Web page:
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6 Factors affecting the implementation of cardiovascular risk scoring in primary care; a mixed-method systematic review
  1. Tonny Brian Muthee1,
  2. Derick Kimathi2,
  3. Georgia C Richards1,
  4. Nia Roberts3,
  5. Veronika Williams1,
  6. David Nunan1,
  7. Carl Heneghan1
  1. 1Nuffield Department of Primary Care Health Sciences, University of Oxford, Oxford, UK
  2. 2KEMRI – Wellcome Trust Research Programme (KWTRP), Kilifi, Kenya
  3. 3Bodleian Libraries, University of Oxford, Oxford, UK


Objectives This review seeks to synthesise current knowledge on factors that influence the implementation of cardiovascular risk scoring in various primary care settings as reported in primary studies.

Primary objective To explore the facilitators and barriers to the implementation of cardiovascular risk scoring in primary care.

Secondary objective To examine these factors within different contexts such as a country’s Gross National Income classification and the users of the intervention.

Method We searched bibliographic databases and grey literature such as EMBASE, MEDLINE, The Cochrane Library, CINAHL, PsycINFO, Global Health and Web of Science for studies of any design relating to the topic. Titles, abstracts, and full texts were independently assessed for eligibility by two reviewers. This was followed by quality assessment and data extraction. The analysis was done through an integrated and best fit framework synthesis approach. Quantitative and qualitative forms of data were combined into a single mixed methods synthesis. The Consolidated Framework for Implementation Research was used as the guiding tool and template for this analysis. The aggregated data was coded using NVivo 12. Additional analysis was conducted to identify the facilitators and barriers common in high-income countries versus those in low and middle-income countries, those that are patient-related versus those that are healthcare provider-related and those that related to physicians versus those related to non-physicians.

Results Twenty-five studies of various designs were included in this review. Most of these studies were conducted in high-income countries. All studies included healthcare professionals as participants and reported on a total of 11 cardiovascular risk scores. The a priori framework (CFIR) used in this review was appropriate in that the extracted data fit the framework’s constructs. However, one new theme emerged from the data – knowledge and belief about disease and risk. This was classified under the characteristics of individuals’ domain. The factors influencing the implementation of cardiovascular risk scoring were broadly conceptualised into factors relating to the cardiovascular risk tool, users, clinical setting and healthcare system. Despite the dearth in research in low and middle-income countries, there were many similarities in the findings across all Gross National Income indices and users.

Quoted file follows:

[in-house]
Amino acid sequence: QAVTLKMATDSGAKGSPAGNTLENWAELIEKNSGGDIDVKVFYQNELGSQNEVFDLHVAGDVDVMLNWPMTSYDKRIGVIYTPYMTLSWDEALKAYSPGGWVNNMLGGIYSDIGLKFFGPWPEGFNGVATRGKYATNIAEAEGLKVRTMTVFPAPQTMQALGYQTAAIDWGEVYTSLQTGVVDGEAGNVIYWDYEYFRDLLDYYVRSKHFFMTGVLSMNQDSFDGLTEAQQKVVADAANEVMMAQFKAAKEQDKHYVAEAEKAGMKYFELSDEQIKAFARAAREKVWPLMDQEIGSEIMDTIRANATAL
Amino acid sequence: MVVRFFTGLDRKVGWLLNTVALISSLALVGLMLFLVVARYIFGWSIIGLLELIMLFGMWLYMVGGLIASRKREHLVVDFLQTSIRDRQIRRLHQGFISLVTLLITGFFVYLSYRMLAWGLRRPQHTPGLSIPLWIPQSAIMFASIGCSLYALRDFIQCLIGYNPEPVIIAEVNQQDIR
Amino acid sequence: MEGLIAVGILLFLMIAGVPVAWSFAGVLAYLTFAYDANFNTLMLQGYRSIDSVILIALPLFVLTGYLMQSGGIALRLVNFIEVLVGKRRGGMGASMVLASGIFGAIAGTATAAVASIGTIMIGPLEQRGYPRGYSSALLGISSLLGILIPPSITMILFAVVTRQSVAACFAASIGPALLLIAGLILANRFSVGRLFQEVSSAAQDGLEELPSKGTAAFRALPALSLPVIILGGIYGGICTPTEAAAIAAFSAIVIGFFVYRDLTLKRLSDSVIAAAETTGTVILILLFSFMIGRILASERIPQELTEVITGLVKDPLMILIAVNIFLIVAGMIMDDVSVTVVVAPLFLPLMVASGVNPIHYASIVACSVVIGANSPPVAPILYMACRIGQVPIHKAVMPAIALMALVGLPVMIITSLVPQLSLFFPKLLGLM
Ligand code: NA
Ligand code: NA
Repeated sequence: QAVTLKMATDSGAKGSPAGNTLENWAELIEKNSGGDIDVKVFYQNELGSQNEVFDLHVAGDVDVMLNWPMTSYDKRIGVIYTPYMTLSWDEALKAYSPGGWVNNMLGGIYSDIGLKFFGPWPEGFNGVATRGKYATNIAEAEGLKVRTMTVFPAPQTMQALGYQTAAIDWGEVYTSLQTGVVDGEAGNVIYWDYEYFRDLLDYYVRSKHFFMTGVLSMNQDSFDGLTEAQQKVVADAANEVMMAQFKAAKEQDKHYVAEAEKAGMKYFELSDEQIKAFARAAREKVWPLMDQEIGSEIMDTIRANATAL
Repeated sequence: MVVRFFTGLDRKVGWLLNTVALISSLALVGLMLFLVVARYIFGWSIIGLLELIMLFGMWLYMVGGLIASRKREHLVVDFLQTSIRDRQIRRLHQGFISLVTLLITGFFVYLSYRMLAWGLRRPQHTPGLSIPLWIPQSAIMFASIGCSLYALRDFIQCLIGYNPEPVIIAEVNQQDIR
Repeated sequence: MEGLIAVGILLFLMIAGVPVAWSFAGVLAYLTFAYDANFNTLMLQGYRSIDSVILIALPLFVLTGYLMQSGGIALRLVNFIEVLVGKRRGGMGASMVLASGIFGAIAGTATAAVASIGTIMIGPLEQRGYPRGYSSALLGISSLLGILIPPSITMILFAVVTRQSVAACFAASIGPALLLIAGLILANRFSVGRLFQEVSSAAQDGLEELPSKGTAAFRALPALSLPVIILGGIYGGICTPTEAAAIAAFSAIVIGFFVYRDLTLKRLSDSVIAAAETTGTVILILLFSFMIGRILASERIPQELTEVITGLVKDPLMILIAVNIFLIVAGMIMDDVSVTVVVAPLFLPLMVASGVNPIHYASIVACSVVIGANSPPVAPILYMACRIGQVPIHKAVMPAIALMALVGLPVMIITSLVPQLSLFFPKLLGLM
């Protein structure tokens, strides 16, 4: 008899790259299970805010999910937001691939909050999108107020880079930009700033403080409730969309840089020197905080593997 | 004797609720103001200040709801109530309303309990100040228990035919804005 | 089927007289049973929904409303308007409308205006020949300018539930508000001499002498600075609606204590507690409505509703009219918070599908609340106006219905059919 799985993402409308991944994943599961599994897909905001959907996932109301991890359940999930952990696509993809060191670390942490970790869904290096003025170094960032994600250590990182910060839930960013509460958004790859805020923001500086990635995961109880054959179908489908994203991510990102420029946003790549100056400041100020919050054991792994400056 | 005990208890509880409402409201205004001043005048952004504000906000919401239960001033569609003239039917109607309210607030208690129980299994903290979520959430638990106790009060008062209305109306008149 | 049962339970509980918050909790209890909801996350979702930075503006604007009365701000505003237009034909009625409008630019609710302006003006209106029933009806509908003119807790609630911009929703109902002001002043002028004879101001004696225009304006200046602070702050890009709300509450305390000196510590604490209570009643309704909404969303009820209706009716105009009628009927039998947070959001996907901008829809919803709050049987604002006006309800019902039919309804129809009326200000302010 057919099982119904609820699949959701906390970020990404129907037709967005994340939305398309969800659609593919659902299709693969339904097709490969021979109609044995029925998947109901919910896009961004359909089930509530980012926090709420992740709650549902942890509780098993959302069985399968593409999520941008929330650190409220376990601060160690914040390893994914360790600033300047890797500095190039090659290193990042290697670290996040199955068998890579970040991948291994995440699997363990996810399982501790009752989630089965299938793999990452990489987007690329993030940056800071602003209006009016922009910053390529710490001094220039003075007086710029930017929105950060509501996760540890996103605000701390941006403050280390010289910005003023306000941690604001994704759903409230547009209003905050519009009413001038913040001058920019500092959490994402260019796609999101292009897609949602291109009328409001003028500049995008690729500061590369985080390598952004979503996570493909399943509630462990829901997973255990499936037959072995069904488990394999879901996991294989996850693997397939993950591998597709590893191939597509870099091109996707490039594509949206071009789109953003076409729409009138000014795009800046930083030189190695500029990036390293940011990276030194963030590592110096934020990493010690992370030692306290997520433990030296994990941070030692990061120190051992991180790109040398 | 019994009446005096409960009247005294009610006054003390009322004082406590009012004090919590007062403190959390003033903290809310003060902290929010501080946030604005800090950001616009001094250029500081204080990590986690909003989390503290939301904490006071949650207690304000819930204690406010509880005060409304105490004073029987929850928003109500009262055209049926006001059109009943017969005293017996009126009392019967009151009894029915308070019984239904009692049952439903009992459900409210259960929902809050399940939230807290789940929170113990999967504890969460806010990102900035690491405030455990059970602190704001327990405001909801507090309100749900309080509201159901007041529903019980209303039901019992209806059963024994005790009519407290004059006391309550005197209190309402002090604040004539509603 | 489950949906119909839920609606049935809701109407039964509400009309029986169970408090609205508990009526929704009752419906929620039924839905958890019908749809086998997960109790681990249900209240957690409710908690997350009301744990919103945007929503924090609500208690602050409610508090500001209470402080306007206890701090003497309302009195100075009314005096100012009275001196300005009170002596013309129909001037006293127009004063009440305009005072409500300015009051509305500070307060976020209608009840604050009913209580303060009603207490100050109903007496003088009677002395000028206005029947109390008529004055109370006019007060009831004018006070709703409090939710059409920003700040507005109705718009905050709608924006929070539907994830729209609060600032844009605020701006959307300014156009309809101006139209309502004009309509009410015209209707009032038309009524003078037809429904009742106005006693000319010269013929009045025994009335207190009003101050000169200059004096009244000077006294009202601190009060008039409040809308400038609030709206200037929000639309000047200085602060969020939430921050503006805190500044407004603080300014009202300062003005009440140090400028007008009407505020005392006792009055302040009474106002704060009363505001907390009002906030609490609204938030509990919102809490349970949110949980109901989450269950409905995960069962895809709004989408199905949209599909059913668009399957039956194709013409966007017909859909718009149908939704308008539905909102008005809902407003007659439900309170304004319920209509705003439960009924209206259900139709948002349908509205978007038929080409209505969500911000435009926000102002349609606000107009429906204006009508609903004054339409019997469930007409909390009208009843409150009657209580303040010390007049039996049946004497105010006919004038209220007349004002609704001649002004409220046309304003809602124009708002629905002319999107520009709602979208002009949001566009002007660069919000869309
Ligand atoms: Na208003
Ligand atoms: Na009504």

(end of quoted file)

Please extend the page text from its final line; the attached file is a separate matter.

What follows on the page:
Conclusions The findings from this review show that factors influencing the implementation of cardiovascular risk scoring can be broadly conceptualised into: the healthcare system and clinical settings, the users of cardiovascular risk scoring, and the tools used for cardiovascular risk scoring. Whilst these findings reinforce the understanding that implementation processes are multifaceted and that they involve many components which act synergistically, there is limited research in the context of low and middle-income countries. Notwithstanding the need to direct resources in bridging this gap, it is also crucial that these efforts are in concert with providing high quality evidence on the clinical effectiveness of using cardiovascular risk scoring to improve cardiovascular disease outcomes of mortality and morbidity.Research in the form of effectiveness-implementation hybrid designs which will combine the elements of clinical effectiveness and implementation research to enhance public health impact is crucial.

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